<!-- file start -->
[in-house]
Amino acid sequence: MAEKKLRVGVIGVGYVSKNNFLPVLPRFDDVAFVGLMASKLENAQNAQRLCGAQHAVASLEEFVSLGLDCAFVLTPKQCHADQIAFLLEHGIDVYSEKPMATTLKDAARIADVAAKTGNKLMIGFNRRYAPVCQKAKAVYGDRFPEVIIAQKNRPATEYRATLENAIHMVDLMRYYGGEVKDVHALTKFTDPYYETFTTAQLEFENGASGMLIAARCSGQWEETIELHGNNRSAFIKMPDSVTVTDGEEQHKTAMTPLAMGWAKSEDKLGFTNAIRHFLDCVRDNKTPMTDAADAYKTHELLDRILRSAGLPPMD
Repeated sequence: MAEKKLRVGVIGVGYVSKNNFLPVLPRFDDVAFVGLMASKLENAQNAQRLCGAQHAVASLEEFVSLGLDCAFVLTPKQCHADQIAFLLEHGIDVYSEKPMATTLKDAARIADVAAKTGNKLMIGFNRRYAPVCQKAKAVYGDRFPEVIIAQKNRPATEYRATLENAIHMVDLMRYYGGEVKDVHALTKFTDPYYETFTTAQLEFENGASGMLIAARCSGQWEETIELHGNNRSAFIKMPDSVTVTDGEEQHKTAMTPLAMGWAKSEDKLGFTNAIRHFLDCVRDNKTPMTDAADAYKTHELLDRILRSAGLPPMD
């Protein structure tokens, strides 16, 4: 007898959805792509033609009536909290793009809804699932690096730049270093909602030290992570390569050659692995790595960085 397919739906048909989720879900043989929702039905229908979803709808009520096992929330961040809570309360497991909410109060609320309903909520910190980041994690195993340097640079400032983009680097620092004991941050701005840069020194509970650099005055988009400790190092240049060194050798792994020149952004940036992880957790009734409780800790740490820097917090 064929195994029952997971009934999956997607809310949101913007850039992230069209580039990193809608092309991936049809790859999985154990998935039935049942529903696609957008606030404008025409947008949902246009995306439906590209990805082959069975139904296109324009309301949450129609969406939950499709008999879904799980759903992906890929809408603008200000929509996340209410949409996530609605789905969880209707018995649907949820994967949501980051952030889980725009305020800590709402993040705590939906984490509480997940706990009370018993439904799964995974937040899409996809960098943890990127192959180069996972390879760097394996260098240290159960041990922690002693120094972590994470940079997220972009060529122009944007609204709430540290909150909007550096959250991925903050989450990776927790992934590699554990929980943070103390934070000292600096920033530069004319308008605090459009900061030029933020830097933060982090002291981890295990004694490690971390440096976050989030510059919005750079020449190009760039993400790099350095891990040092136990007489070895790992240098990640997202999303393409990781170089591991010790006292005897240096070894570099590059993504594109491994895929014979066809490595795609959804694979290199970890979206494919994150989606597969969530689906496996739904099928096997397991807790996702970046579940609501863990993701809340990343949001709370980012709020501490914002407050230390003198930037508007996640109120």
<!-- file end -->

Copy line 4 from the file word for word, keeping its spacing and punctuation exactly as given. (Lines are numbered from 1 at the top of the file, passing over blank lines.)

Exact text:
């Protein structure tokens, strides 16, 4: 007898959805792509033609009536909290793009809804699932690096730049270093909602030290992570390569050659692995790595960085 397919739906048909989720879900043989929702039905229908979803709808009520096992929330961040809570309360497991909410109060609320309903909520910190980041994690195993340097640079400032983009680097620092004991941050701005840069020194509970650099005055988009400790190092240049060194050798792994020149952004940036992880957790009734409780800790740490820097917090 064929195994029952997971009934999956997607809310949101913007850039992230069209580039990193809608092309991936049809790859999985154990998935039935049942529903696609957008606030404008025409947008949902246009995306439906590209990805082959069975139904296109324009309301949450129609969406939950499709008999879904799980759903992906890929809408603008200000929509996340209410949409996530609605789905969880209707018995649907949820994967949501980051952030889980725009305020800590709402993040705590939906984490509480997940706990009370018993439904799964995974937040899409996809960098943890990127192959180069996972390879760097394996260098240290159960041990922690002693120094972590994470940079997220972009060529122009944007609204709430540290909150909007550096959250991925903050989450990776927790992934590699554990929980943070103390934070000292600096920033530069004319308008605090459009900061030029933020830097933060982090002291981890295990004694490690971390440096976050989030510059919005750079020449190009760039993400790099350095891990040092136990007489070895790992240098990640997202999303393409990781170089591991010790006292005897240096070894570099590059993504594109491994895929014979066809490595795609959804694979290199970890979206494919994150989606597969969530689906496996739904099928096997397991807790996702970046579940609501863990993701809340990343949001709370980012709020501490914002407050230390003198930037508007996640109120």